British champion Cameron Mason hoping for rain at Cyclo-cross World Championships

British national champion says patience will be the key in what’s expected to be a fast race in Hoogerheide, the Netherlands

Cameron Mason
(Image credit: Getty Images)

Cameron Mason, current British national cyclo-cross champion, is predicting a tactical, and fast battle in the race to become elite cyclo-cross World Champion in Hoogerheide, the Netherlands this weekend.

Speaking to Cycling Weekly, Mason explained that he's hoping for light rain on Sunday morning to enable him to then work the course in his favour as he guns for a high finish.

“I hope the course is somewhere in the middle ground and not too muddy on Sunday," he said. "If that’s the way it is, I can then use my technical skills, but when you get full, deep and heavy mud it doesn’t suit me at all.” 

“Guys like Wout [van Aert] love that deep, heavy mud and are really good at it, but it doesn’t help me whatsoever. I just need the speeds to be quite high and kind of slick so it suits me, hopefully there’s just enough rain on Sunday to help me out.”

Without the presence of current reigning men’s world champion Tom Pidcock, the Scottish rider is arguably Britain’s best hope for a high placing in the elite men’s race. Mason explained that his current excellent form, combined with perfect preparation has set him up nicely in order to fly the flag for Britain on Sunday.

“I’ve had great preparation for this,” Mason said. “It’s probably the smoothest run-in that I’ve had to a World Championships. I had a good training camp in Spain after winning the national championships, then I’ve been back in Belgium since last week and have had some decent rides in races before this. So it’s been a great run before this, now it’s just a case of being patient.”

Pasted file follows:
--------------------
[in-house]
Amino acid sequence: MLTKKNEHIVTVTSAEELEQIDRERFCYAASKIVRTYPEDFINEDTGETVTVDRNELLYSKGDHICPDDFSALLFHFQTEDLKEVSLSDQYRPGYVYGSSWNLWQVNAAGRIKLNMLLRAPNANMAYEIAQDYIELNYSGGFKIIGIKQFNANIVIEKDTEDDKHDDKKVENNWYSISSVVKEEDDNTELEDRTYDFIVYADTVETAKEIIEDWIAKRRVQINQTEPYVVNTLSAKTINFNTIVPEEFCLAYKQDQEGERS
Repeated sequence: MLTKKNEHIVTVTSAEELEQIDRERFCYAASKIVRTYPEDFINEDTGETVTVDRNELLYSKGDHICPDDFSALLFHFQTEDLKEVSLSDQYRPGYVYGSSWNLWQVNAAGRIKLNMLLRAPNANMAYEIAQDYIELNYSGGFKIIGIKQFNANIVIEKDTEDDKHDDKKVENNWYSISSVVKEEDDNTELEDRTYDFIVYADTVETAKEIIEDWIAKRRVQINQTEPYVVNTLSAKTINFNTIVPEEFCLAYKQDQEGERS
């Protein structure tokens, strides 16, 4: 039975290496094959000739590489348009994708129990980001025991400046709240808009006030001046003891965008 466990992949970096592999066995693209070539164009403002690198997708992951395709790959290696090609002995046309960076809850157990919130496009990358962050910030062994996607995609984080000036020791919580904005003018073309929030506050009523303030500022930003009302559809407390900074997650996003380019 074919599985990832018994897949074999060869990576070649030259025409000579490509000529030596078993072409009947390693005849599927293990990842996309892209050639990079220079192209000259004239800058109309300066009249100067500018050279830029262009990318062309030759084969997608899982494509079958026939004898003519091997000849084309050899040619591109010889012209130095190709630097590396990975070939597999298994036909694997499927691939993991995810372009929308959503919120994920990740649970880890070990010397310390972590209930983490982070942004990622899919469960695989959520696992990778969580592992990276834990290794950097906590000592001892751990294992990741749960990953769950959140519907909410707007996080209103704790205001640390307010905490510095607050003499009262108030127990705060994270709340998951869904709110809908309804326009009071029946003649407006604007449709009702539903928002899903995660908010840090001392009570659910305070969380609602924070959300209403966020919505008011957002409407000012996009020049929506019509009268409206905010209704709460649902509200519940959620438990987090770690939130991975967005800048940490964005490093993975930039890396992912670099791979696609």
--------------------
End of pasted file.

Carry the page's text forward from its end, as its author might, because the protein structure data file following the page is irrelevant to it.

“All the work is now done, so it’s all in for Sunday,” he added.

In what’s widely anticipated to be a two-way scrap between Belgium's Wout van Aert and Mathieu van der Poel for the title, Mason explained that attempting to get onto the podium or finish in the top five will be a tactical affair.

Mason said: “It’s definitely going to be pretty tactical on Sunday. The course is super fast, we’re looking at 27/28 kph average  speed, so that’s going to be a real aspect to it. Getting separation is going to be really hard, there’s so many corners which will make that difficult. 

“For riders like myself going after the spots after Wout and Mathieu, my race will be affected by how they play their race. It depends on if they get on with their battle super early or wait for the race to come to them. There’s a lot of scenarios, so I just need to get through the first 15-20 minutes without any issues, then the cream will rise to the top.”

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